Towards Inclusive Religious Education in the Netherlands and Indonesia

International conference on Inclusive Religious Education provides enlightening discussions and presentations

by: Ahmad Junaidi/SEJUK and June Beckx/Consortium

Religious leaders, scholars, experts, peace activists and state officials participating in the International Conference on Inclusive Religious Education held in Ambon, Maluku from Aug. 24 to August 26, 2016,  shared experiences and exchanged knowledge about  the role of inclusive religious education in strengthening openness, mutual understanding and peace.

Organized by the Netherlands-Indonesia Consortium for Muslim-Christian Relations, in cooperation with the Institut Agama Islam Negeri Ambon (Islamic State University, Ambon, IAIN) and Universitas Kristen Indonesia Maluku (Christian University Maluku, UKIM), the conference was fully endorsed and supported by the local government of Maluku, The Indonesian Ministries of Foreign Affairs and Religious Affairs, the Indonesian Embassy in the Netherlands and the Embassy of the Netherlands in Indonesia.

At the opening ceremony, held in the Maluku Islamic Center, Maluku’s Governor Ir. Said Assagaf, praised initiatives of peace and tolerance and revealed plans to develop a Tolerance kampong (village) where residents with various religious backgrounds would be accommodated. Dancers and singers performed a cultural expression on a peaceful and tolerant Ambon, a region once destroyed by a communal conflict. Participants witnessed an Angkat Pela (brotherhood agreement) between the Campuses of  IAIN and UKIM, performed by their respective rectors.

The first seminars that day  (‘Religious Education and State Regulation’, ‘Inclusive Religious Education in Dutch and Indonesian schools: teaching programs revisited’) were elaborating on the State’s policy regarding Religious Education in both countries and how initiatives propagating ‘Inclusive Religious Education’ were programmed and implemented in Dutch and Indonesian schools and communities.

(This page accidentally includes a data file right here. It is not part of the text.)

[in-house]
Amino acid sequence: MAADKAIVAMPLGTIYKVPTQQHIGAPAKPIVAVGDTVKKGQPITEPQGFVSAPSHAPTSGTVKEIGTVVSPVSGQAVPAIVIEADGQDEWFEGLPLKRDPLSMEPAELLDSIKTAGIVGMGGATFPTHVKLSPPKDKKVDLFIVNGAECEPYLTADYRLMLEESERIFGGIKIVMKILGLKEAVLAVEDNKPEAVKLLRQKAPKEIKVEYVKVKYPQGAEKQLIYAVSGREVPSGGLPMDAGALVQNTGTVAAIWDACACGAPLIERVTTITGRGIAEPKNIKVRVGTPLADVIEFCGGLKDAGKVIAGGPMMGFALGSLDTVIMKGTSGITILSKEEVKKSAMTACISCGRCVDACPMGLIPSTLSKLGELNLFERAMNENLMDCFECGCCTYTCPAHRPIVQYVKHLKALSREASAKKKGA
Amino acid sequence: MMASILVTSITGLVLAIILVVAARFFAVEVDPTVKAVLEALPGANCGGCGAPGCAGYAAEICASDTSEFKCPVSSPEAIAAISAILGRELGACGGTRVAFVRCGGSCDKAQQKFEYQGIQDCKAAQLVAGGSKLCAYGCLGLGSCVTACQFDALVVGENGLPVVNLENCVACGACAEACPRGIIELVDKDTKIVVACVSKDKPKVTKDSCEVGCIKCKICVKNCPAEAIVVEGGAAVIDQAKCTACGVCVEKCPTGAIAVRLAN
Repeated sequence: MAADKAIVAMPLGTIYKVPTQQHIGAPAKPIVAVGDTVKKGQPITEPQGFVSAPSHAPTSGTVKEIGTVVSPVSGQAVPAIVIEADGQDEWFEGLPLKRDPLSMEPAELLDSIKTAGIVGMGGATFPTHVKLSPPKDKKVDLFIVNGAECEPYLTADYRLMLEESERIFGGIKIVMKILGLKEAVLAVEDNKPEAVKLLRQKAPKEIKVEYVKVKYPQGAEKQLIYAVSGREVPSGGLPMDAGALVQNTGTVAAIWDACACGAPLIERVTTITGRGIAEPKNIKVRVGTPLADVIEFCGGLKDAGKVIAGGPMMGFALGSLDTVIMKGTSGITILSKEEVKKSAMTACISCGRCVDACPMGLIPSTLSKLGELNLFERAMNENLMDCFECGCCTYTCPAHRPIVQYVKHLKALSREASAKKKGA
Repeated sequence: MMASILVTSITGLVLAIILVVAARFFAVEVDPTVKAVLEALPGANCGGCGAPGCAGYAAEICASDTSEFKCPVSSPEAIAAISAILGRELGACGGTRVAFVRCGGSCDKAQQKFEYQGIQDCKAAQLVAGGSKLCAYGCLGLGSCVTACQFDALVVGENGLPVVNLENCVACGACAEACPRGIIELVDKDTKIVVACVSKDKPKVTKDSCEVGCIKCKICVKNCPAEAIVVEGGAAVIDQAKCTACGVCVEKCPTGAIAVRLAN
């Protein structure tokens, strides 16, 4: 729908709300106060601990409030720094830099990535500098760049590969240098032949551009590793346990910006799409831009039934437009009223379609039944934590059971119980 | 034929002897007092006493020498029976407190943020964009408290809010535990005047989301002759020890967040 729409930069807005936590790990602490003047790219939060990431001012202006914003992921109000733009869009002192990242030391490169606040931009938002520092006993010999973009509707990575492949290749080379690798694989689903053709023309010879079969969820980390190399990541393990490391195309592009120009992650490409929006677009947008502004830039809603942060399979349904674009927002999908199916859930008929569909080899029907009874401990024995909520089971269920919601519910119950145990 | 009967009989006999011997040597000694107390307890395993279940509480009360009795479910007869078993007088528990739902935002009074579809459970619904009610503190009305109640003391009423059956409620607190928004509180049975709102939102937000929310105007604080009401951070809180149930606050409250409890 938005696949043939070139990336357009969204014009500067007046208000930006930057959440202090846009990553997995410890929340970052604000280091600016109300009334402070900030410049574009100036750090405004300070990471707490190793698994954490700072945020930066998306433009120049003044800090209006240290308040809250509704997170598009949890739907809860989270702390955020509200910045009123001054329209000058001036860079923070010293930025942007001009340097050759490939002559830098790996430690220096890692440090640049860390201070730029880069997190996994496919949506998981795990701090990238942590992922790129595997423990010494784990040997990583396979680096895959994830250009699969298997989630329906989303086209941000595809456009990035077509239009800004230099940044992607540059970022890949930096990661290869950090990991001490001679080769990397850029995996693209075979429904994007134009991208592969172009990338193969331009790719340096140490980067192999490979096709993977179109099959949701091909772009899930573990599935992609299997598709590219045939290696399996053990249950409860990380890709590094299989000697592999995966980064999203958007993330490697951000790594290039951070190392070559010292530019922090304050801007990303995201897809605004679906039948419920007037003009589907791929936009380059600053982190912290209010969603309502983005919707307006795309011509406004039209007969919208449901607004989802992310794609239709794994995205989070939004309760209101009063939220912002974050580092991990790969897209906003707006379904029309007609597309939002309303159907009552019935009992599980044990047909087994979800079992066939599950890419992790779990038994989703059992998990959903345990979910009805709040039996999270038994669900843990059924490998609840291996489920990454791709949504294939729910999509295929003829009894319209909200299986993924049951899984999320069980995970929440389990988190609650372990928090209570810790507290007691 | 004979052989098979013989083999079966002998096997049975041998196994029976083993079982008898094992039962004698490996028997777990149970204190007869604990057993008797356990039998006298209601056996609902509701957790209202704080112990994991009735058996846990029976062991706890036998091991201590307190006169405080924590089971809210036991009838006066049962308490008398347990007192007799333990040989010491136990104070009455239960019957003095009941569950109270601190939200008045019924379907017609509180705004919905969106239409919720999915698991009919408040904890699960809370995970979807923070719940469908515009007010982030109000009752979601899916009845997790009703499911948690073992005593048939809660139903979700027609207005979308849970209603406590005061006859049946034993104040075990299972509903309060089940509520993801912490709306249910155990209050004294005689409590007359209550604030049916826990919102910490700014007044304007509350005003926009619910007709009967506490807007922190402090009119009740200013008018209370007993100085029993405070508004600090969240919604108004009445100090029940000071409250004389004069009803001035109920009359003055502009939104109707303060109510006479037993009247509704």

The sessions on the second day (‘Religious Education in schools: the practice in the classroom’, ‘Youth, Religious Education and the Network society’, ‘Cultivating sensitivity for interreligious approaches in society’) which all took place at the venue of UKIM, offered personal experiences and initiatives of young teachers, lecturers and researchers at schools with different religious backgrounds. The initiatives spoke of courage, worries for future generations and the urge to overcome the trauma’s of the past and restore faith in a common religious, but peaceful and tolerant future.

In the final session of the conference (‘Future Plan’) on the third and last day, the participants gathered suggestions and ideas out of the lessons learned, knowledge exchanged and experiences heard during the previous
sessions. Based on some guidelines, the conference was then divided in working groups to discuss common matters of priority and action to be tackled jointly in The Netherlands and Indonesia, now and in the near future. Finally it was decided that a small working team will consider all ideas and develop them into strategy for the next concrete steps of the Consortium.

Besides the insightful discussions, the conference learned how local wisdom and traditions, such as Pela Gandong and the ceremonies,  Angkat Pela and Panas Pela, contribute to the peace process in the society of Ambon, Maluku.  At the end of the program, participants of the conference were invited to visit several places of worship beside the IAIN Ambon Campus. Absolute highlight of the whole event in Ambon was witnessing and joining in an emotional and moving Panas Pela (brotherhood agreement) between teachers and pupils of the Christian SMPN 9 and Muslim SMPN 4 public junior high  schools.

In an extended narrative Vrede in Gods naam, Nora Asrami and Kamel Essabane, two members of the visiting Dutch delegation consisting of 10 Muslims and Christians, described their experiences. Coming from the controversial Muslim minority in the Netherlands,  they commit themselves to strive for a Dutch society as a home for all citizens, regardless of origin and religion. “..We should celebrate our multifaceted Dutch society, not through texts, but much more with music and dance …”,  was the most important thing they learned in Ambon..


Steering Committee member and program officer Global Ministries of the Protestant Church in the Netherlands Corrie van der Ven, cites Dr. Etha Hendriks (UKIM) in an article in the Church’s newsletter Partnerschap gaat om het delen van zorgen en gaven, who explains how the Pela-bond implicates a partnership that not only shares grace, but grief as well.